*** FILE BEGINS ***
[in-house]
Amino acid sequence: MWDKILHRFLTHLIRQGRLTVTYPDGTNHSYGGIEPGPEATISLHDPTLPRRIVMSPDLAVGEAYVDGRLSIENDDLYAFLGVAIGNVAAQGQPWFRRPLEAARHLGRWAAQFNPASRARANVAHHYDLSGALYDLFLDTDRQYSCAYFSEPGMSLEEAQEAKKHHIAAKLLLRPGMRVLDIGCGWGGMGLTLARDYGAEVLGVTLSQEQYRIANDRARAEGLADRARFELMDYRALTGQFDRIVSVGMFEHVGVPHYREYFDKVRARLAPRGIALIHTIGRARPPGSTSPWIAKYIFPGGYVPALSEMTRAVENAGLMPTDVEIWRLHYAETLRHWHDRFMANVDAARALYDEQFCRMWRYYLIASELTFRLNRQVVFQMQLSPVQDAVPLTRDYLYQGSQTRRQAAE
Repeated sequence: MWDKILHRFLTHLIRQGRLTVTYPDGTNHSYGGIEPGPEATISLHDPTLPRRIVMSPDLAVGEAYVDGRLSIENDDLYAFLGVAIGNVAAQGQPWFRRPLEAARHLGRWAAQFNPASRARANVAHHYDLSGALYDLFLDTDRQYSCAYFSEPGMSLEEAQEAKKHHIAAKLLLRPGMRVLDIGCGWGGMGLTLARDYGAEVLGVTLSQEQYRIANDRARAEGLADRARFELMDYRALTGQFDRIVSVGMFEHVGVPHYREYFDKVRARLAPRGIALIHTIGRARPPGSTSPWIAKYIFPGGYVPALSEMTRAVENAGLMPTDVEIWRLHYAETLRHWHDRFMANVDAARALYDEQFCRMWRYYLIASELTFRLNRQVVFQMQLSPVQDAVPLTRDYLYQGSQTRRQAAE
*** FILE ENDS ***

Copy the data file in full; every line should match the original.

[in-house]
Amino acid sequence: MWDKILHRFLTHLIRQGRLTVTYPDGTNHSYGGIEPGPEATISLHDPTLPRRIVMSPDLAVGEAYVDGRLSIENDDLYAFLGVAIGNVAAQGQPWFRRPLEAARHLGRWAAQFNPASRARANVAHHYDLSGALYDLFLDTDRQYSCAYFSEPGMSLEEAQEAKKHHIAAKLLLRPGMRVLDIGCGWGGMGLTLARDYGAEVLGVTLSQEQYRIANDRARAEGLADRARFELMDYRALTGQFDRIVSVGMFEHVGVPHYREYFDKVRARLAPRGIALIHTIGRARPPGSTSPWIAKYIFPGGYVPALSEMTRAVENAGLMPTDVEIWRLHYAETLRHWHDRFMANVDAARALYDEQFCRMWRYYLIASELTFRLNRQVVFQMQLSPVQDAVPLTRDYLYQGSQTRRQAAE
Repeated sequence: MWDKILHRFLTHLIRQGRLTVTYPDGTNHSYGGIEPGPEATISLHDPTLPRRIVMSPDLAVGEAYVDGRLSIENDDLYAFLGVAIGNVAAQGQPWFRRPLEAARHLGRWAAQFNPASRARANVAHHYDLSGALYDLFLDTDRQYSCAYFSEPGMSLEEAQEAKKHHIAAKLLLRPGMRVLDIGCGWGGMGLTLARDYGAEVLGVTLSQEQYRIANDRARAEGLADRARFELMDYRALTGQFDRIVSVGMFEHVGVPHYREYFDKVRARLAPRGIALIHTIGRARPPGSTSPWIAKYIFPGGYVPALSEMTRAVENAGLMPTDVEIWRLHYAETLRHWHDRFMANVDAARALYDEQFCRMWRYYLIASELTFRLNRQVVFQMQLSPVQDAVPLTRDYLYQGSQTRRQAAE